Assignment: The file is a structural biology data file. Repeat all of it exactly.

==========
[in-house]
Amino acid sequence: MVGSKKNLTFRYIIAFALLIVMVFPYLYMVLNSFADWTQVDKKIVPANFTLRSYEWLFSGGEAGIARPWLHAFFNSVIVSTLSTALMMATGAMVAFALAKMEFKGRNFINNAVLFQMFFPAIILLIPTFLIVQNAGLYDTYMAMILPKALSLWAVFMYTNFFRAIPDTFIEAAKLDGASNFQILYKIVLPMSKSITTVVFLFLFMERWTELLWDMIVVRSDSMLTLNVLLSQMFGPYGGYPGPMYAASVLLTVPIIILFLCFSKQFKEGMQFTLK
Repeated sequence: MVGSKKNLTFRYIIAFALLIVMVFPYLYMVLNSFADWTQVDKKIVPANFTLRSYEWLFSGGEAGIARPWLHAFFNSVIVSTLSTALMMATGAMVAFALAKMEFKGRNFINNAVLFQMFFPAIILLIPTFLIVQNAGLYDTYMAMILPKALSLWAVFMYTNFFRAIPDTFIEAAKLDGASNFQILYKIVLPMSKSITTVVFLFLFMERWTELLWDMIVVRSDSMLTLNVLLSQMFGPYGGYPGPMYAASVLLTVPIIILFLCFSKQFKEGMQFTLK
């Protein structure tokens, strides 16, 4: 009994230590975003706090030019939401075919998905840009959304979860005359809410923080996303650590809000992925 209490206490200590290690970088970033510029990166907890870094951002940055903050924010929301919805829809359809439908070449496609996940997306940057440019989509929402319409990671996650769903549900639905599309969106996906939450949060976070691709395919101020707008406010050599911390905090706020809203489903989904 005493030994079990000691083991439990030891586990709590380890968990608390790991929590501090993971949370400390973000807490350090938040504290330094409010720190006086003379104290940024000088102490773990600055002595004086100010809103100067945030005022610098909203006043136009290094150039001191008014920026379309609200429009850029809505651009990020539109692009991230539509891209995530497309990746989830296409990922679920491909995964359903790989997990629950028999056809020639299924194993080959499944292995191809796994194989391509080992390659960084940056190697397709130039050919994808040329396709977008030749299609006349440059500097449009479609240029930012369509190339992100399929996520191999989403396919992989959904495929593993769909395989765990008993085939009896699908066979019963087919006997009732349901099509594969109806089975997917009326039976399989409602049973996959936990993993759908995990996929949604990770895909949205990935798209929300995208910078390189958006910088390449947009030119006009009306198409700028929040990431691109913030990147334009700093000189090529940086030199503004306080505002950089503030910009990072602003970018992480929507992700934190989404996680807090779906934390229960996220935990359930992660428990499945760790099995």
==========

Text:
[in-house]
Amino acid sequence: MVGSKKNLTFRYIIAFALLIVMVFPYLYMVLNSFADWTQVDKKIVPANFTLRSYEWLFSGGEAGIARPWLHAFFNSVIVSTLSTALMMATGAMVAFALAKMEFKGRNFINNAVLFQMFFPAIILLIPTFLIVQNAGLYDTYMAMILPKALSLWAVFMYTNFFRAIPDTFIEAAKLDGASNFQILYKIVLPMSKSITTVVFLFLFMERWTELLWDMIVVRSDSMLTLNVLLSQMFGPYGGYPGPMYAASVLLTVPIIILFLCFSKQFKEGMQFTLK
Repeated sequence: MVGSKKNLTFRYIIAFALLIVMVFPYLYMVLNSFADWTQVDKKIVPANFTLRSYEWLFSGGEAGIARPWLHAFFNSVIVSTLSTALMMATGAMVAFALAKMEFKGRNFINNAVLFQMFFPAIILLIPTFLIVQNAGLYDTYMAMILPKALSLWAVFMYTNFFRAIPDTFIEAAKLDGASNFQILYKIVLPMSKSITTVVFLFLFMERWTELLWDMIVVRSDSMLTLNVLLSQMFGPYGGYPGPMYAASVLLTVPIIILFLCFSKQFKEGMQFTLK
């Protein structure tokens, strides 16, 4: 009994230590975003706090030019939401075919998905840009959304979860005359809410923080996303650590809000992925 209490206490200590290690970088970033510029990166907890870094951002940055903050924010929301919805829809359809439908070449496609996940997306940057440019989509929402319409990671996650769903549900639905599309969106996906939450949060976070691709395919101020707008406010050599911390905090706020809203489903989904 005493030994079990000691083991439990030891586990709590380890968990608390790991929590501090993971949370400390973000807490350090938040504290330094409010720190006086003379104290940024000088102490773990600055002595004086100010809103100067945030005022610098909203006043136009290094150039001191008014920026379309609200429009850029809505651009990020539109692009991230539509891209995530497309990746989830296409990922679920491909995964359903790989997990629950028999056809020639299924194993080959499944292995191809796994194989391509080992390659960084940056190697397709130039050919994808040329396709977008030749299609006349440059500097449009479609240029930012369509190339992100399929996520191999989403396919992989959904495929593993769909395989765990008993085939009896699908066979019963087919006997009732349901099509594969109806089975997917009326039976399989409602049973996959936990993993759908995990996929949604990770895909949205990935798209929300995208910078390189958006910088390449947009030119006009009306198409700028929040990431691109913030990147334009700093000189090529940086030199503004306080505002950089503030910009990072602003970018992480929507992700934190989404996680807090779906934390229960996220935990359930992660428990499945760790099995």